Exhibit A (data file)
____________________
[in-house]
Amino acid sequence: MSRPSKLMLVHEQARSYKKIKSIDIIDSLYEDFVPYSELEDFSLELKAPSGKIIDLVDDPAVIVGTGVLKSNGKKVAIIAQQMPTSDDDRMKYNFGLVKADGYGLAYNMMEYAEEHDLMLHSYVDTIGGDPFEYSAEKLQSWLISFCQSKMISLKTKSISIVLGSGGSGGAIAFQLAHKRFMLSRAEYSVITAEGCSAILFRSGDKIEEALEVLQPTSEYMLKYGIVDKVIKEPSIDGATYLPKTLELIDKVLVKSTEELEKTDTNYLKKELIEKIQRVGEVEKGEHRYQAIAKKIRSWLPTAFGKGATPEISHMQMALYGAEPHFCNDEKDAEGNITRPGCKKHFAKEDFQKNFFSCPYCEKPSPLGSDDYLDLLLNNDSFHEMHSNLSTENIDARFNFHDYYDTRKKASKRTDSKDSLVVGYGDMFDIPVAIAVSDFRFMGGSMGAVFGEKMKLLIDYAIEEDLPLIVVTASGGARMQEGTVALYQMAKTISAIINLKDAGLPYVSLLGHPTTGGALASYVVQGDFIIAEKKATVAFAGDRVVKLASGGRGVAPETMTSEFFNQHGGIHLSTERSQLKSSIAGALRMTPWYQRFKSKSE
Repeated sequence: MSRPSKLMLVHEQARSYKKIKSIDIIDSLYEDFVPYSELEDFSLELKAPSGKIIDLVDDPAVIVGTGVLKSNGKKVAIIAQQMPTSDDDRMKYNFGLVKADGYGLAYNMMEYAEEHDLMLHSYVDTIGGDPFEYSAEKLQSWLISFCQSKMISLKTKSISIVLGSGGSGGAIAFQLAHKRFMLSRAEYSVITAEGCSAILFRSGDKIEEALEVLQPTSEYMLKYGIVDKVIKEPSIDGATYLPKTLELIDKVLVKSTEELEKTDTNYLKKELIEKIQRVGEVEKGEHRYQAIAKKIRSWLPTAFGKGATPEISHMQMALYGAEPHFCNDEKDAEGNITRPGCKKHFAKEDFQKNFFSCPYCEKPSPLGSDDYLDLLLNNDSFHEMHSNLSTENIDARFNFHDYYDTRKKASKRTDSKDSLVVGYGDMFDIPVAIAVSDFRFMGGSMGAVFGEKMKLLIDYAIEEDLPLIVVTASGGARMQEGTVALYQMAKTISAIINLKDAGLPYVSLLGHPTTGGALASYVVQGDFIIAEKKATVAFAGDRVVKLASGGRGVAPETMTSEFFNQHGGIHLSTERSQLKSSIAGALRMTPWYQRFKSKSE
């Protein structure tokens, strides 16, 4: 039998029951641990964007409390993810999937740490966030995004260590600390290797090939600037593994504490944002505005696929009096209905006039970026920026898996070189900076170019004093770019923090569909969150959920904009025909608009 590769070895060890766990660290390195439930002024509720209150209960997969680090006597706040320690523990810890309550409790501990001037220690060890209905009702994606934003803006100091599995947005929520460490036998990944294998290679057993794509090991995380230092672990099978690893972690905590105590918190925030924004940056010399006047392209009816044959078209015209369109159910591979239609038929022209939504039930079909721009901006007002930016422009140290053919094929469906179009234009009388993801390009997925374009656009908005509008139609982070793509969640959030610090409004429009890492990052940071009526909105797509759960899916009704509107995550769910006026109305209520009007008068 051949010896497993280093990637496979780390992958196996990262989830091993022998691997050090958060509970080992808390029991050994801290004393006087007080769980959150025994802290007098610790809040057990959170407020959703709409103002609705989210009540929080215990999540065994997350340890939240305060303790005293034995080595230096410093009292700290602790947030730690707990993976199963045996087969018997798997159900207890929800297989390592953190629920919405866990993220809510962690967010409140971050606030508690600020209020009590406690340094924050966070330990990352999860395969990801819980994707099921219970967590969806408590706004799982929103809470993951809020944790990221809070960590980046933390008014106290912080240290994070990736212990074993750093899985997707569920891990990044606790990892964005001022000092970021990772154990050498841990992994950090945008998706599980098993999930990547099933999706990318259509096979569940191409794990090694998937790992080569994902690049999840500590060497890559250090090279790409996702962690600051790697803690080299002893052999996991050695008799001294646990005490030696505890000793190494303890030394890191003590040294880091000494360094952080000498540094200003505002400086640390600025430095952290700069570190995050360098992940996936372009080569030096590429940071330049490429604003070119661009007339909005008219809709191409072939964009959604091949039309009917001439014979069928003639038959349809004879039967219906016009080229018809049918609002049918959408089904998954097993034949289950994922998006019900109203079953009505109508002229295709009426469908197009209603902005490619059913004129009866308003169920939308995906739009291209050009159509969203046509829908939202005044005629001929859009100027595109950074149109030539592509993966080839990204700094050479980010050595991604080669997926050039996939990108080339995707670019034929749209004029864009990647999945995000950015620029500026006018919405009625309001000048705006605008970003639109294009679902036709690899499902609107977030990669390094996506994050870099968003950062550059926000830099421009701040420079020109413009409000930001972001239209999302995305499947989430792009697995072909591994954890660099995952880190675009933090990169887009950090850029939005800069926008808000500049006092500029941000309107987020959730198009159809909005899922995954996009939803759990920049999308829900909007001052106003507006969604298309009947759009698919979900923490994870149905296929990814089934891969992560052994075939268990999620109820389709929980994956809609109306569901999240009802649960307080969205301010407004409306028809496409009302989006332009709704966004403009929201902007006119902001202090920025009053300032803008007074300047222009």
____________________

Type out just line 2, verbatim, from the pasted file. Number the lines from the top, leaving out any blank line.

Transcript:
Amino acid sequence: MSRPSKLMLVHEQARSYKKIKSIDIIDSLYEDFVPYSELEDFSLELKAPSGKIIDLVDDPAVIVGTGVLKSNGKKVAIIAQQMPTSDDDRMKYNFGLVKADGYGLAYNMMEYAEEHDLMLHSYVDTIGGDPFEYSAEKLQSWLISFCQSKMISLKTKSISIVLGSGGSGGAIAFQLAHKRFMLSRAEYSVITAEGCSAILFRSGDKIEEALEVLQPTSEYMLKYGIVDKVIKEPSIDGATYLPKTLELIDKVLVKSTEELEKTDTNYLKKELIEKIQRVGEVEKGEHRYQAIAKKIRSWLPTAFGKGATPEISHMQMALYGAEPHFCNDEKDAEGNITRPGCKKHFAKEDFQKNFFSCPYCEKPSPLGSDDYLDLLLNNDSFHEMHSNLSTENIDARFNFHDYYDTRKKASKRTDSKDSLVVGYGDMFDIPVAIAVSDFRFMGGSMGAVFGEKMKLLIDYAIEEDLPLIVVTASGGARMQEGTVALYQMAKTISAIINLKDAGLPYVSLLGHPTTGGALASYVVQGDFIIAEKKATVAFAGDRVVKLASGGRGVAPETMTSEFFNQHGGIHLSTERSQLKSSIAGALRMTPWYQRFKSKSE